Although the invention has been described in conjunction with specific embodiments thereof, it is evident that many alternatives, modifications and variations will be apparent to those skilled in the art. Accordingly, it is intended to embrace all such alternatives, modifications and variations that fall within the spirit and broad scope of the appended claims.

All publications, patents and patent applications mentioned in this specification are herein incorporated in their entirety by reference into the specification, to the same extent as if each individual publication, patent or patent application was specifically and individually indicated to be incorporated herein by reference. In addition, citation or identification of any reference in this application shall not be construed as an admission that such reference is available as prior art to the present invention. To the extent that section headings are used, they should not be construed as necessarily limiting.

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Claims

1. A method of obtaining a three-dimensional digital model of an artificial object, made up of a plurality of geometric primitives, the artificial object being in a single two-dimensional photograph or drawing, the method comprising:

defining a two-dimensional outline of said artificial object within the photograph;
interactively allowing a user to define cross-sectional profiles of successive ones of said geometric primitives, said cross-sectional profiles defining a third dimension;
interactively allowing a user to provide sweep input to sweep respective defined cross-sectional profiles over an extent of a corresponding one of said geometric primitives within the image, said sweeping generating successive three-dimensional model primitives from existing detected edges of said corresponding geometric primitives and said sweeping of said respective profile; and
aligning said plurality of three-dimensional model primitives to form said three-dimensional model.

2. The method of claim 1, comprising interactively allowing said user to explicitly define three dimensions of the geometric primitive using three sweep motions, wherein a first two of said three sweeps define a first and second dimension of said cross-sectional profile and a third sweep defines a main axis of the geometric primitive.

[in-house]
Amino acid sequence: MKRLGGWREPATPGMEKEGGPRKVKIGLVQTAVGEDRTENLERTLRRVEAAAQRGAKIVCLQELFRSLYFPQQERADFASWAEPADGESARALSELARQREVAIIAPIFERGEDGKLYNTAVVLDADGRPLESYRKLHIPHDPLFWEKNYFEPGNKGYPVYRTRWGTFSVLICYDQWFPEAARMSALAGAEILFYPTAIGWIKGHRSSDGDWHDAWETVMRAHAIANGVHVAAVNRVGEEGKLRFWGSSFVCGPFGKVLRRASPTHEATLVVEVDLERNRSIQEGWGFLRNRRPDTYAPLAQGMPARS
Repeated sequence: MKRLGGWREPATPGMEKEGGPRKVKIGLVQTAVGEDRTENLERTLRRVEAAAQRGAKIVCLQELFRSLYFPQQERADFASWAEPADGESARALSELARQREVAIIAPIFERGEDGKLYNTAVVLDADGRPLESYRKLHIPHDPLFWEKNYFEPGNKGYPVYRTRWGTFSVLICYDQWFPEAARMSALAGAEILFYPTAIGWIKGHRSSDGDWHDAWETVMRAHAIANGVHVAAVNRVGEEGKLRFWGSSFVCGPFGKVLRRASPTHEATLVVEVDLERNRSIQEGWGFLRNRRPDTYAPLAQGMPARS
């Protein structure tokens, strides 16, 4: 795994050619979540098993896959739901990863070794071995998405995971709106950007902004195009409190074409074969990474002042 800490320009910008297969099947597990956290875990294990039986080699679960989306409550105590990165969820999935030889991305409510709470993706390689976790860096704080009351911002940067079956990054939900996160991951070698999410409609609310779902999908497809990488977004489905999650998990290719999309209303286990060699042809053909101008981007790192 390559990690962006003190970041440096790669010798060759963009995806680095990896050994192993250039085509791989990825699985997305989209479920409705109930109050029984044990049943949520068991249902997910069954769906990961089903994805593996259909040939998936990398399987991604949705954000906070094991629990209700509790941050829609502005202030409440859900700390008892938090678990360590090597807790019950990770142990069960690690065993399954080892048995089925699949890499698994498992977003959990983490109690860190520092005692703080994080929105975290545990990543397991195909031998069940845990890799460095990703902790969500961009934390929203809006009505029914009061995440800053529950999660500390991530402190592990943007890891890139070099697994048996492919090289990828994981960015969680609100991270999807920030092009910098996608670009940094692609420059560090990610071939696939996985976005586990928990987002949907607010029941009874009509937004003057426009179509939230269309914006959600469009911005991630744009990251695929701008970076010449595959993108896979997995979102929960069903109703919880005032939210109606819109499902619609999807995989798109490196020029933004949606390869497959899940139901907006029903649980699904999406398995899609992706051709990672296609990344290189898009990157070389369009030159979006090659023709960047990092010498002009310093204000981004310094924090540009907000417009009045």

3. The method of claim 1, comprising, upon the user sweeping the two-dimensional profile over a respective one of said geometric primitives, dynamically adjusting said two-dimensional profile using a pictorial context on the photograph and automatically snapping photograph lines to said profile.

4. The method of claim 3, wherein said snapping allows said three-dimensional model to include three-dimensional primitives that adhere to the object in the photographs, while maintaining global constraints between said plurality of three-dimensional model primitives composing said object.

5. The method of claim 4, further comprising optimizing said global constraints while taking into account said snapping and said sweep input.

6. The method of claim 4, further comprising a post snapping fit improvement of better fitting the primitive to the image, said better fitting comprising searching for transformations within ±10% of primitive size, that create a better fit of the primitive's projection to said profile.

7. The method of claim 1, wherein said defining said two dimensional outline comprises edge detecting.

8. The method of claim 1, further comprising estimating a field of view angle from which said photograph was taken in order to estimate and compensate for distortion of said primitives within said photograph.

9. The method of claim 1, further comprising using relationships between said primitives in order to define global constraints for said object.

10. The method of claim 9, further comprising obtaining geo-semantic relations between said primitives to define said three-dimensional digital model, and encoding said relations as part of said model.

11. The method of claim 1, further comprising inserting said three-dimensional digital model into a second photograph.

12. The method of claim 1, further comprising extracting a texture from said photograph and applying said texture to sides of said three-dimensional model not visible in said photograph.